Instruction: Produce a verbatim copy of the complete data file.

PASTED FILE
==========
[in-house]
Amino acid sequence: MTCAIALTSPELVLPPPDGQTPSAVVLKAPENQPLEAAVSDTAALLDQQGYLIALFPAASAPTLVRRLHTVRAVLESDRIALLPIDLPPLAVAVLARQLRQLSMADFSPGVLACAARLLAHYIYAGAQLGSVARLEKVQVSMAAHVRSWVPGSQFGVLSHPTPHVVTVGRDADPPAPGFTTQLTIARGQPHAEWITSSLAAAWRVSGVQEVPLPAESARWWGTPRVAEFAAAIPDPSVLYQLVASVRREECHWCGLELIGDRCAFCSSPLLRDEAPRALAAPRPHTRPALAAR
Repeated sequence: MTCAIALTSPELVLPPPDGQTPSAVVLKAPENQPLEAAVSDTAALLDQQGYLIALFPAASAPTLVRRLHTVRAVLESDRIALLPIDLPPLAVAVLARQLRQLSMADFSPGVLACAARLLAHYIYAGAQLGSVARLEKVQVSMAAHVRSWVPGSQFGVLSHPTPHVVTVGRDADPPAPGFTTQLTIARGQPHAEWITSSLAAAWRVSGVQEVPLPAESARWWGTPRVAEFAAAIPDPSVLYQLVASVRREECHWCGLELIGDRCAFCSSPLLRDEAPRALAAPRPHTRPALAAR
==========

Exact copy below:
[in-house]
Amino acid sequence: MTCAIALTSPELVLPPPDGQTPSAVVLKAPENQPLEAAVSDTAALLDQQGYLIALFPAASAPTLVRRLHTVRAVLESDRIALLPIDLPPLAVAVLARQLRQLSMADFSPGVLACAARLLAHYIYAGAQLGSVARLEKVQVSMAAHVRSWVPGSQFGVLSHPTPHVVTVGRDADPPAPGFTTQLTIARGQPHAEWITSSLAAAWRVSGVQEVPLPAESARWWGTPRVAEFAAAIPDPSVLYQLVASVRREECHWCGLELIGDRCAFCSSPLLRDEAPRALAAPRPHTRPALAAR
Repeated sequence: MTCAIALTSPELVLPPPDGQTPSAVVLKAPENQPLEAAVSDTAALLDQQGYLIALFPAASAPTLVRRLHTVRAVLESDRIALLPIDLPPLAVAVLARQLRQLSMADFSPGVLACAARLLAHYIYAGAQLGSVARLEKVQVSMAAHVRSWVPGSQFGVLSHPTPHVVTVGRDADPPAPGFTTQLTIARGQPHAEWITSSLAAAWRVSGVQEVPLPAESARWWGTPRVAEFAAAIPDPSVLYQLVASVRREECHWCGLELIGDRCAFCSSPLLRDEAPRALAAPRPHTRPALAAR